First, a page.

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The Legal Guardian
by David Givot

Why EMS shouldn't fight Facebook

Try to empower providers to share positively rather than trying to frighten them into submission

By David Givot

I love Facebook — it has got to be the greatest invention since caller-ID came along and we could screen calls without fabricating elaborate lies.

With Facebook, you can keep in touch with all the people you don’t want to keep in touch with, without actually keeping in touch with them. Thanks to Facebook, I can wish you a happy birthday without calling and going through the obligatory “…so when will I see you?”

Thanks to Facebook, I know what’s going on now, so there’s no need to catch up — thus no need to make dinner plans or go out for drinks; no awkward pauses or uncomfortable silence. Facebook brings us together by keeping us apart.  Information is passed literally at the speed of light and has no place to hide.

The upside: Humans communicate better than ever; keeping the ones we (actually) love close, no matter where they are, has never been easier.

The downside: Social media has changed the way the world looks at itself…and, frighteningly, the way the world reacts to what it thinks it sees. Never in our history have we been so quick to judge and so fast to react, yet so slow to try to find the truth before any real damage is done.

Like every other corner of the human experience, EMS enjoys the countless benefits of social media and faces the same potential disasters. So how do we manage it? How do we utilize it and respect it at the same time? How do we avoid crossing the line when the line won’t stop moving? And what does the Law have to say about it?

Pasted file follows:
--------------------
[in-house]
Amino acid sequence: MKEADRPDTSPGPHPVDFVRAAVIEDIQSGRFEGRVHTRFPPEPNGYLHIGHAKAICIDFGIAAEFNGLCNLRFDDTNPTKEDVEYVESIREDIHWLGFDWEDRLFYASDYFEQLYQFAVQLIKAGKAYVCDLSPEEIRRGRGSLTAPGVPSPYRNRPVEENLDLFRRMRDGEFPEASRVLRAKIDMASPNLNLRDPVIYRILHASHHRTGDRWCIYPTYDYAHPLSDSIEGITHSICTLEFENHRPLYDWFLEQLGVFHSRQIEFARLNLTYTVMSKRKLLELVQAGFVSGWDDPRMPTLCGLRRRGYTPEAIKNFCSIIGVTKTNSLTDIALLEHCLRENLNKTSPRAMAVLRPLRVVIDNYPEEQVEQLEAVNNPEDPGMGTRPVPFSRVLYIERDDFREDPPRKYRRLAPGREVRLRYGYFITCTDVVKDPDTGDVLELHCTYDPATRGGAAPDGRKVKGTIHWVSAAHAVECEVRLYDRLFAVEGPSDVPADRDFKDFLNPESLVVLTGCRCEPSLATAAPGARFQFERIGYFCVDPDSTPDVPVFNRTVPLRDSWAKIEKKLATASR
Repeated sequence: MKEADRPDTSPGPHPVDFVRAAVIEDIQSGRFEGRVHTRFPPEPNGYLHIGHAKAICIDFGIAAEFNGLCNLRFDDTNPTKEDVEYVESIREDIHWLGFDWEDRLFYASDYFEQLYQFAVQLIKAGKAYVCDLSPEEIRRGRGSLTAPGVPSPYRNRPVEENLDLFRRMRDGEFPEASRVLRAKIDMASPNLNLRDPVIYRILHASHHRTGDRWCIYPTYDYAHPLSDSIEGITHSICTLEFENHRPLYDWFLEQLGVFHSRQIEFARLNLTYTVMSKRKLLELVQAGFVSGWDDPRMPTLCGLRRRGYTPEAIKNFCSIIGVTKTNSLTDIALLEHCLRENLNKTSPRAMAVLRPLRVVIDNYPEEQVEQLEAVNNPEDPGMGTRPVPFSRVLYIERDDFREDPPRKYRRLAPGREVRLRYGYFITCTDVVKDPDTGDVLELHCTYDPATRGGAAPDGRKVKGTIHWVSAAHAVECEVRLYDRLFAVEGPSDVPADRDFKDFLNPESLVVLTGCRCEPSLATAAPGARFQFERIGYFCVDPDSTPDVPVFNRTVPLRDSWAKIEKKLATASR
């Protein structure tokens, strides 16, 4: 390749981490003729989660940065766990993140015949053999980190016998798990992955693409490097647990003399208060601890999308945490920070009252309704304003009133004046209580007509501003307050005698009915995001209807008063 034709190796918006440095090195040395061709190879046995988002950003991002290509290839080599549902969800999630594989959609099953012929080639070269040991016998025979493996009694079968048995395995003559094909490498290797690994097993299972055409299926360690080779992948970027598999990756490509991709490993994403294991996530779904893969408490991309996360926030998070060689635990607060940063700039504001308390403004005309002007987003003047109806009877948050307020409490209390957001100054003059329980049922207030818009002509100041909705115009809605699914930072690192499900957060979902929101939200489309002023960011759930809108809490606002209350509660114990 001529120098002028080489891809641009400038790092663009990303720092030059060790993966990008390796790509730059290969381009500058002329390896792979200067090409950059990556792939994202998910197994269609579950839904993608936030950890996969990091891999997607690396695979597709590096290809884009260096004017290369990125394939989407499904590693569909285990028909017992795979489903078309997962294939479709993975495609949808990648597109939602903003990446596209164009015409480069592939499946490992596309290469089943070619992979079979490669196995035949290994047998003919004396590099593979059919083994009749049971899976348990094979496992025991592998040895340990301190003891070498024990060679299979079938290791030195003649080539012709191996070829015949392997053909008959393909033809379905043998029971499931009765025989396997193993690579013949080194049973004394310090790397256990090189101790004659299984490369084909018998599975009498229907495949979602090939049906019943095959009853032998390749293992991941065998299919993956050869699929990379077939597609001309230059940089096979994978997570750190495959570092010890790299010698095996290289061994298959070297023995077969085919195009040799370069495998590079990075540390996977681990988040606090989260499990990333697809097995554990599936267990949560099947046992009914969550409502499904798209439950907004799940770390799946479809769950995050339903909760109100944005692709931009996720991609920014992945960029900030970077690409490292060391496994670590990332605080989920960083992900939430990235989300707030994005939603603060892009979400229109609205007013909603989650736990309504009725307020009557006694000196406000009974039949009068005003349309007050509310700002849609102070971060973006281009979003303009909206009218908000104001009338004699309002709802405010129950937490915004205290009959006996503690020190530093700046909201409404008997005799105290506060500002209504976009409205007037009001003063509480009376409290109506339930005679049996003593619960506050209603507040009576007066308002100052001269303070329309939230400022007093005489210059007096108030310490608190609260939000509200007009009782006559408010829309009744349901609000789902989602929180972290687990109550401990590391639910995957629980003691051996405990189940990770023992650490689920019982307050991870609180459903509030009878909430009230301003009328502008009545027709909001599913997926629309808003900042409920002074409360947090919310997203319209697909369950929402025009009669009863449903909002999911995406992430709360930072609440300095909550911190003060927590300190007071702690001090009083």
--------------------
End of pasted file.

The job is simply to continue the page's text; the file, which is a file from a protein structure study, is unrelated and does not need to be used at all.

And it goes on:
Manage it
In many ways, an agency or department trying to manage social media can be like trying to manage fog; it’s everywhere at the same time and can be virtually impossible to see through. Nevertheless you have to get through it because if you stop where you are, you are likely to get squashed.

High-beams and bright lights only make the fog seem thicker and harder to see through. The same is true of social media. The more (negative) attention it gets, the more difficult it will be to manage improvement because the issues will be harder to see through all the noise.

As an agency or department, see what happens when you turn all the lights off; when you take the negative attention off of social media. Instead of issuing policies that limit or regulate the use of social media, which gives rise to numerous potential constitutional problems, try promoting the use of social media for practical and positive purposes.

What would happen if an agency rewarded employees for sharing success stories and commending other providers rather than enacting draconian policies intended to ignore the medium as if doing so will make it go away?